The mothers, the millennials, and the mavens. Changing our communities.
This is our seventh annual unveiling of 50 amazing women who are raising the bar in their communities, serving as beacons of light in their industries, and forcing change for the greater good. Meet this West Virginia Wonder Woman, Ancella Bickley, and many more that are creating a better West Virginia with their can-do attitudes and Mountain State spirit.
Ancella Bickley is a groundbreaking historian who expanded the body of knowledge on African American history in West Virginia. Her preservation efforts include oral histories from the West Virginia School for the Colored Deaf and Blind and the recovery and archiving of medical files from an abandoned segregated sanatorium.
Bickley spent her early years in a predominantly white neighborhood in Huntington, during the 1930s, where a white woman across the street from her home stood up with her Jamaican mother when she became a naturalized citizen. Bickley earned her bachelor’s degree in English from West Virginia State College in 1950 and, in 1954, earned her master’s degree in English from Marshall University, where she was the first full-time Black graduate student. She went on to earn her doctorate in education from West Virginia University in 1974 and taught English at West Virginia State University, where she retired as the vice president of academic affairs.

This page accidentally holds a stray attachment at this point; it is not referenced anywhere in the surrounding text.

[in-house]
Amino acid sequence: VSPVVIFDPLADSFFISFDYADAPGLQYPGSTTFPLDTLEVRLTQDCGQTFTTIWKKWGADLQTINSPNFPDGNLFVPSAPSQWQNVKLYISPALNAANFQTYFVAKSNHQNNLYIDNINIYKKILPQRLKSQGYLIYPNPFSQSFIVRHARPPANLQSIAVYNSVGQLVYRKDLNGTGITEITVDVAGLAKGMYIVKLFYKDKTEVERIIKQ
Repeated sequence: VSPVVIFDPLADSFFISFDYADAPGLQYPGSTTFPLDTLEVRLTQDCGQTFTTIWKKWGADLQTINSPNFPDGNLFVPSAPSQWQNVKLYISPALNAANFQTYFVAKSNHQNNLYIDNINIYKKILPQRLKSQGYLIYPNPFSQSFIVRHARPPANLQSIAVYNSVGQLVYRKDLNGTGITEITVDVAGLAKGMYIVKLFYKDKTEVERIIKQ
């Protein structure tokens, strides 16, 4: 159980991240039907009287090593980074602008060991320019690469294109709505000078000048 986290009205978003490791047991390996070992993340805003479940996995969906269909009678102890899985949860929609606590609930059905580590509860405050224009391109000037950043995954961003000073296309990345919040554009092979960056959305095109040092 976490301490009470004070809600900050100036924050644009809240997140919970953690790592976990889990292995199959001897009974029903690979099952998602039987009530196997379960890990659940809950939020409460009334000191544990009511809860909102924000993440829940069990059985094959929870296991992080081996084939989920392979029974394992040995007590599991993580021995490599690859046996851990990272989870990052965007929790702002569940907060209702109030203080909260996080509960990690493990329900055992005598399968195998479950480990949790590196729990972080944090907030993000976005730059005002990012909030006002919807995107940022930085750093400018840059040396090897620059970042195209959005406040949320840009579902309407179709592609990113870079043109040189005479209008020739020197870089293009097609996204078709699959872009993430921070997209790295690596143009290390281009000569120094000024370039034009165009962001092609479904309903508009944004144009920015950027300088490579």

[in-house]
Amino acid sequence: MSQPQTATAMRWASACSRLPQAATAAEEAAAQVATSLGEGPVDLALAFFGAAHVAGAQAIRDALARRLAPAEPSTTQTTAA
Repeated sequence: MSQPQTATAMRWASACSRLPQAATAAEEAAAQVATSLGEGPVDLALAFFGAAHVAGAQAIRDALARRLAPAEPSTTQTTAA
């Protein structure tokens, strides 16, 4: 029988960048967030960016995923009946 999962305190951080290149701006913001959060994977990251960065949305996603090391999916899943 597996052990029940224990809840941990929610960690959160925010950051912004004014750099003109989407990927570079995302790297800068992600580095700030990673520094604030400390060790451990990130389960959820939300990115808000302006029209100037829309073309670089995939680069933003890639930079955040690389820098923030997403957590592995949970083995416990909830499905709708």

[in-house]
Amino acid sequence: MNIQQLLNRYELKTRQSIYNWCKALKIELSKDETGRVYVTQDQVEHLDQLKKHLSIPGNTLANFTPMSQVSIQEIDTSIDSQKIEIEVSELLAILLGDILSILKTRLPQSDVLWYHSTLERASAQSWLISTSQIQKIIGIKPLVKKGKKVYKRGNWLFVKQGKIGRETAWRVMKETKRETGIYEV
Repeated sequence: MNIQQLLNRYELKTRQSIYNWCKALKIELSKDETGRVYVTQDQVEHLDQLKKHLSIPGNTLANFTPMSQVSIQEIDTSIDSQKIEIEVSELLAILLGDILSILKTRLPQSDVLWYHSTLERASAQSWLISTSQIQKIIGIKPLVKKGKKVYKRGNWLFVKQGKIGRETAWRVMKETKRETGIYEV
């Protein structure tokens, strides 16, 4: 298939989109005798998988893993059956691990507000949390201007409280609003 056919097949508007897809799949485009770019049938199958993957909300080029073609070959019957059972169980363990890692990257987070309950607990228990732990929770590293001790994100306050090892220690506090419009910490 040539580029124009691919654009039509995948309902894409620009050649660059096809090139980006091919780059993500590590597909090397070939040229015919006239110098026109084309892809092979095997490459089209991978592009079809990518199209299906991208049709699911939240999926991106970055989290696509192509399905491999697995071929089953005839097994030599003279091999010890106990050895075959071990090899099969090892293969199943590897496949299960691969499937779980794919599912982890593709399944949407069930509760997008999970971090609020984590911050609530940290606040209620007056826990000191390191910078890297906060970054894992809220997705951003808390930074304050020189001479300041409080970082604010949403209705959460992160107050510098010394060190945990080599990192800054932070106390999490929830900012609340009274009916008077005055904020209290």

In 1988, along with historian Joe Trotter, Bickley started the seminal West Virginia Conference on Black History. In 1997, she published her work, Our Mount Vernons, on sites of significance to black history in West Virginia. She later coedited a work on Memphis Tennessee Garrison and encourages others to look back at those who have inspired them and record their lives.
Today, she enjoys a quiet life in Richmond, Virginia, with her husband of 70 years and elder daughter, where she spends mornings drinking coffee on her front porch.